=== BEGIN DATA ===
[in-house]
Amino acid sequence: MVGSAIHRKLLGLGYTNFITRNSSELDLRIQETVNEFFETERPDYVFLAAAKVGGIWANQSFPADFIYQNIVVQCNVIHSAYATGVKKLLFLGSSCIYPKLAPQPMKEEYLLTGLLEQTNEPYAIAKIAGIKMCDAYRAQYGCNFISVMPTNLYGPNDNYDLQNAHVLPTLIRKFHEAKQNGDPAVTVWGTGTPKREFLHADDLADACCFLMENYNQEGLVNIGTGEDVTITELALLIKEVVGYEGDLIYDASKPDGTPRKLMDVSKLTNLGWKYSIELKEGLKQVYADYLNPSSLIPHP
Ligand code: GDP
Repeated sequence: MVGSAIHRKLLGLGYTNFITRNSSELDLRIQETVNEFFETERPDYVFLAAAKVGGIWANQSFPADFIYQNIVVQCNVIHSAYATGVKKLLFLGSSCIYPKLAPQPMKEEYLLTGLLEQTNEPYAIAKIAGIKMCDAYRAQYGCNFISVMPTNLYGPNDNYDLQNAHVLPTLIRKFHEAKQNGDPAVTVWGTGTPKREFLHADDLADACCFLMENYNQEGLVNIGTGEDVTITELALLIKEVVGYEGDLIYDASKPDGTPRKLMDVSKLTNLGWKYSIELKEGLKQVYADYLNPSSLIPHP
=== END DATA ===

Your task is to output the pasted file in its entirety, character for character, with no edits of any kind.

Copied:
[in-house]
Amino acid sequence: MVGSAIHRKLLGLGYTNFITRNSSELDLRIQETVNEFFETERPDYVFLAAAKVGGIWANQSFPADFIYQNIVVQCNVIHSAYATGVKKLLFLGSSCIYPKLAPQPMKEEYLLTGLLEQTNEPYAIAKIAGIKMCDAYRAQYGCNFISVMPTNLYGPNDNYDLQNAHVLPTLIRKFHEAKQNGDPAVTVWGTGTPKREFLHADDLADACCFLMENYNQEGLVNIGTGEDVTITELALLIKEVVGYEGDLIYDASKPDGTPRKLMDVSKLTNLGWKYSIELKEGLKQVYADYLNPSSLIPHP
Ligand code: GDP
Repeated sequence: MVGSAIHRKLLGLGYTNFITRNSSELDLRIQETVNEFFETERPDYVFLAAAKVGGIWANQSFPADFIYQNIVVQCNVIHSAYATGVKKLLFLGSSCIYPKLAPQPMKEEYLLTGLLEQTNEPYAIAKIAGIKMCDAYRAQYGCNFISVMPTNLYGPNDNYDLQNAHVLPTLIRKFHEAKQNGDPAVTVWGTGTPKREFLHADDLADACCFLMENYNQEGLVNIGTGEDVTITELALLIKEVVGYEGDLIYDASKPDGTPRKLMDVSKLTNLGWKYSIELKEGLKQVYADYLNPSSLIPHP